Anti-normalisation activists on Saturday urged Jordanians to refrain from visiting Jerusalem and other sites in Palestine for religious purposes, but travel agents insisted they were within their rights to offer tour packages to these sites.The Al Jazeera version of the story was republished in Al Quds with some additional detail.
Hamzah Mansour, president of the National Committee for Anti-Normalisation, said the committee is considering holding a public event to condemn tourism to Palestine.
In a statement posted on the Islamic Action Front website, Mansour criticised travel agents who promote tours to Jerusalem and called for an end to this practice.
"We noticed an increase in the number of visits to Israel under the pretext of seeing holy sites in Jerusalem and other places. This must stop because it is an act of normalisation," said Mansour, who insists that obtaining a visa from the Israeli embassy in Amman is recognition of Israel's existence.
The Islamist movement opposes peace with Israel and refuses to recognise it.
Mansour, a member of the Muslim Brotherhood shura council and a former MP, accused travel agents of "preying on religious sentiments" by promoting travel to Israel.
Jerusalem is holy to all three monotheistic religions, being home to Al Aqsa Mosque, Islam's third holiest site, and the Church of the Holy Sepulchre, which Christians believe to be the site of Christ's death and resurrection.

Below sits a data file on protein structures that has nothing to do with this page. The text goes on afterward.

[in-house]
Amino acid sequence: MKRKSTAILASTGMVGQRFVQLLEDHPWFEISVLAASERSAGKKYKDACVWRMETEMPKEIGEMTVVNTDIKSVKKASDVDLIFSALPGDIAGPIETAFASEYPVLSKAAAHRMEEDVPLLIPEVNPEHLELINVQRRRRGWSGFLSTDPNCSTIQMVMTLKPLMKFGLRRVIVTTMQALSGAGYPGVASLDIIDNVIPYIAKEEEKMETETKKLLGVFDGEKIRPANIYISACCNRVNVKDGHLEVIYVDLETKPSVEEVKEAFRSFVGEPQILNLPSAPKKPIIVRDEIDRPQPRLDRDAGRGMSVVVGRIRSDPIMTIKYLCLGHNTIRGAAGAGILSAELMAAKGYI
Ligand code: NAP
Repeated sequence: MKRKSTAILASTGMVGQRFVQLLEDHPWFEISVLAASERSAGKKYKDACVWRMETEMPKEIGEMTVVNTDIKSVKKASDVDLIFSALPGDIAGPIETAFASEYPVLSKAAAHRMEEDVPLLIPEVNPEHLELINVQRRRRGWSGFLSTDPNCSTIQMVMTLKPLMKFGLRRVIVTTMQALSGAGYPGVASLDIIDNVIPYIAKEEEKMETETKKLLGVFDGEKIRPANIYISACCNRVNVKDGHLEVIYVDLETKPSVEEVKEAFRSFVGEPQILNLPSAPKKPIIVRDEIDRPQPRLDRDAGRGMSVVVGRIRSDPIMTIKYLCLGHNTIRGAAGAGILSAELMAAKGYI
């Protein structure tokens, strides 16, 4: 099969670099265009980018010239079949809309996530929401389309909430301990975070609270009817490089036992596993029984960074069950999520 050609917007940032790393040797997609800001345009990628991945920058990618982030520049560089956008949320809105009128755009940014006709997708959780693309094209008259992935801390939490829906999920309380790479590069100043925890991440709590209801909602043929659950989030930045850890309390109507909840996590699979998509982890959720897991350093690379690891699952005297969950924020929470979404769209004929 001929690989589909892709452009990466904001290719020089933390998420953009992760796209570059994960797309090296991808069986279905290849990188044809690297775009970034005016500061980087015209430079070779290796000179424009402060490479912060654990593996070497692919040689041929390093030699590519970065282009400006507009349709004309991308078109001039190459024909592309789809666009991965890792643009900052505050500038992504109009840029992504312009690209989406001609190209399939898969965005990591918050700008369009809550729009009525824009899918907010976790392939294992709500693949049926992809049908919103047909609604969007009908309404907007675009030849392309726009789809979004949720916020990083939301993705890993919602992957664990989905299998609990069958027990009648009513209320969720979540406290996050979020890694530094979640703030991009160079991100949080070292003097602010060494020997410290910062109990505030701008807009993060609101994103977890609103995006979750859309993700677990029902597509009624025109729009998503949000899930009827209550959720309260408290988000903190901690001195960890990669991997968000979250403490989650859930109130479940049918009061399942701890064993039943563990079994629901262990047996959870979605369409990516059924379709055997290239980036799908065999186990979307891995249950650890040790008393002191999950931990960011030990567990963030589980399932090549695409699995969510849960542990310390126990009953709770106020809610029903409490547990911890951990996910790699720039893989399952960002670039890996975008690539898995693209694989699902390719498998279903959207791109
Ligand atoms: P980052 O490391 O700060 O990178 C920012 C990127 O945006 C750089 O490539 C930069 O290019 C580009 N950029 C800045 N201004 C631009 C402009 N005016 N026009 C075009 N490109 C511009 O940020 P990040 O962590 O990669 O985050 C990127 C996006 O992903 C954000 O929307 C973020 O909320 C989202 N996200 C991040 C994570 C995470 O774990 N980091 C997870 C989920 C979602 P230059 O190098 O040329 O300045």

This is the second time in less than two months that activists have spoken out against visits to Israel through tour packages.
There are no official figures on the number of Jordanians who visited Israel for religious purposes, but activists say more such trips were organised last year than in 2008.
Travel agents, however, insist they have committed no wrongdoing.
A travel agent from the city of Fuheis, who preferred not to be named, said the decision whether or not to travel to Palestine should be left up to individual people.
"We don’t force anybody. This is a personal decision. People have the freedom to do what they want. Moreover, even if these places are under Israeli occupation, we must see them because they belong to us, not the Jews," he told The Jordan Times.
The entire story points to a basic truth about many Arabs that needs to be stressed: they hate Israel far more than they love Jerusalem. (And, as we have seen throughout history, their stated love of Jerusalem is directly proportional to the number of Jews there.)
This initiative to stop Arab tourism to holy sites also impacts some other people: the many Arabs who make their livings in the souks of the Old City. Ask them whether they would prefer to see Jordanian tourists or not. The supposed defenders of Islam who are railing against visits to Jerusalem do not care at all about the Palestinian Arabs who are hurt by their decision, showing again that they hate Israel more than they love their Arab brethren.